Most species of animals, plants, fungi, bacteria produce lipase. Lipase from P.aeruginosa
has been most researched and widely used hence lipase was extracted from P. aeruginosa
in this present work.
Table 1.1: Comparison of oil yield between different feedstock
CROP OIL YEILD (L ha-1
Key words: Trans-esterification, Algal Biodiesel, Lipase, FFA-Free Fatty Acid.
There is currently a lot of research to produce biodiesel from different feedstocks to get
better oil content as well as yield of Biodiesel. Vast land area is required usually to produce
feedstock. The comparison between different feed stocks with oil yield and land required is
shown in Table 1.2.As observed in the table 1.2 algae has the highest oil yield and least land
requirement hence in the present work algae was considered as oil feedstock.
Table 1.2: Comparison of feed-stocks with oil yield and land required
Crop Oil in Litres per hectare
Table 1.3: Oil content of various microalgal species
MICROALGA OIL CONTENT
Chlorella sp 28-32
Cylindrotheca sp. 16-37
Isochrysis sp. 25-33
Nannochloris sp. 20-35
Fig 1.1: Percentage of Land area for different feedstocks. It is seen that the land required for algae growth is least compared to other feedstock as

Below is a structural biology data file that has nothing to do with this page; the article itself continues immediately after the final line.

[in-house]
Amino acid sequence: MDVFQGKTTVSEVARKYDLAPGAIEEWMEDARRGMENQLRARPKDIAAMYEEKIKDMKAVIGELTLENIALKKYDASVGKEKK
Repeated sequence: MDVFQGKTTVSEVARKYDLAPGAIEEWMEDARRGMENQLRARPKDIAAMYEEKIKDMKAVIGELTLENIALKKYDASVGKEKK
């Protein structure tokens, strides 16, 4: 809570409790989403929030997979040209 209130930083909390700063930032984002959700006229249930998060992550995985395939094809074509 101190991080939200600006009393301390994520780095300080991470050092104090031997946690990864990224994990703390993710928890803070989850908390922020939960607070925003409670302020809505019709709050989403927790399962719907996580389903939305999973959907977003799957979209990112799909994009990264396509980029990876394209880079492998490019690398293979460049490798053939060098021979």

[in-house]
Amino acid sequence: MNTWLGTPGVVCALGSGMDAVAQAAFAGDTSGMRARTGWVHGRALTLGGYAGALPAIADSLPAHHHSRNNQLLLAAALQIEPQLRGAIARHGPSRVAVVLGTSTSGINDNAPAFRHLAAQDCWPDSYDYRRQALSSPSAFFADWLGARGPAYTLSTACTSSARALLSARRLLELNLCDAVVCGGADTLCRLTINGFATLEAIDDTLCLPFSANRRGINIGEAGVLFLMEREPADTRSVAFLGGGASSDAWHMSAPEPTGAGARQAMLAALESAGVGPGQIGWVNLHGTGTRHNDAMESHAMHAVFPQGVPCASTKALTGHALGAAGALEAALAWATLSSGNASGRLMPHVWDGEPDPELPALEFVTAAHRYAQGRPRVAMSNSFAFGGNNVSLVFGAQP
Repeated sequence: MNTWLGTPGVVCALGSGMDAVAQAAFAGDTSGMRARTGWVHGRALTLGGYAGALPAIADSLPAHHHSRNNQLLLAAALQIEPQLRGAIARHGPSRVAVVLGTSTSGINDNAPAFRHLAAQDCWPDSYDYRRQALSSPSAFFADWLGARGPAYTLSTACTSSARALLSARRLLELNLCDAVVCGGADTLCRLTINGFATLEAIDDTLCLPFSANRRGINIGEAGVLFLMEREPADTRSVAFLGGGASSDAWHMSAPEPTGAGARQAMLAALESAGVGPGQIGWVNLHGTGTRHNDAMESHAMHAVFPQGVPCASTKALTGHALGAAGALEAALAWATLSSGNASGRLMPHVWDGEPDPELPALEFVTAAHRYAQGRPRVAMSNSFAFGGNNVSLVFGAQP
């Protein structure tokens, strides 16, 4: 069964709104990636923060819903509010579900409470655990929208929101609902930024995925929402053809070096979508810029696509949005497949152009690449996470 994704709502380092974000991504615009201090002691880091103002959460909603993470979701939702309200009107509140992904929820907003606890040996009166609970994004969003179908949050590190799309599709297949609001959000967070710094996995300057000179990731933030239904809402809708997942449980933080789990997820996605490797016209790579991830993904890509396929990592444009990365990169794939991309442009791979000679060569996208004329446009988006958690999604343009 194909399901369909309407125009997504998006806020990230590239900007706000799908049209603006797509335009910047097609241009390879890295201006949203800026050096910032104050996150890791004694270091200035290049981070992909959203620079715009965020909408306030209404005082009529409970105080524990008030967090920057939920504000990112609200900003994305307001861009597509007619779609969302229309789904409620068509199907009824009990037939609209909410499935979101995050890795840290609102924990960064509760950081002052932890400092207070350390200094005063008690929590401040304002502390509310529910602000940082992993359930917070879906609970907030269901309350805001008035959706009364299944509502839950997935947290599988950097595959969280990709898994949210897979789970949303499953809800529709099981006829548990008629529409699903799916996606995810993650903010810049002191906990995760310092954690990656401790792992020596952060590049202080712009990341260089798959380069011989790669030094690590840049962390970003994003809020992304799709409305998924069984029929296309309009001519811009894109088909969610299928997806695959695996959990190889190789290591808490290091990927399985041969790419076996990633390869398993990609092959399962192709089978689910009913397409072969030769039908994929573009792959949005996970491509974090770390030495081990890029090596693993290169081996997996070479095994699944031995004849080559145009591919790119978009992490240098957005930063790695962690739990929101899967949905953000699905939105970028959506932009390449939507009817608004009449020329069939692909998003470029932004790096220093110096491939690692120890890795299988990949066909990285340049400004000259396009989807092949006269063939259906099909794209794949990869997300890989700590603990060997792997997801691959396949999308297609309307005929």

shown in Fig 1.1.From the table1.3 it is observed that B. braunii has the highest oil yield
compared to the other microalgae species. Hence in the present work B. braunii has been
used to extract Algal oil. There are many drawbacks of chemical method of trans-
esterification which are overcome by enzyme trans-esterification hence in this present work
we have compared chemical and microbial trans-esterification of various oils to demonstrate
the feasibility of enzyme trans-esterification over chemical method.
As discussed above, to overcome the problems following objectives were chosen for the
1. To isolate P.aeruginosa from Soil & water
2. To isolate and culture B. braunii
3. To extract and purify the Lipase from P.aeruginosa
4. To extract the algal oil from dried algal mat
5. Microbial trans-esterification of algal oil to produce Biodiesel
3. Materials & Methodology
Materials used: The materials used in the present work are summarized and provided in the following section under different headings. 1. Media: LB Agar (Hi-media laboratories), EMB Agar (Hi-media laboratories), Spirit Blue
agar(Hi-media laboratories), Kings B Agar (Hi-media laboratories) for culturing, isolating
and screening of P.aeruginosa and Lipase. Kuhls Basal Media for culturing B.braunii.
2. Sample collection for algae: water sample containing algae traces was collected from
3. Culture and growth of B.braunii: Aquarium of 8 liters capacity with aerator was
procured from local stores, Vijayanagar, Bengaluru.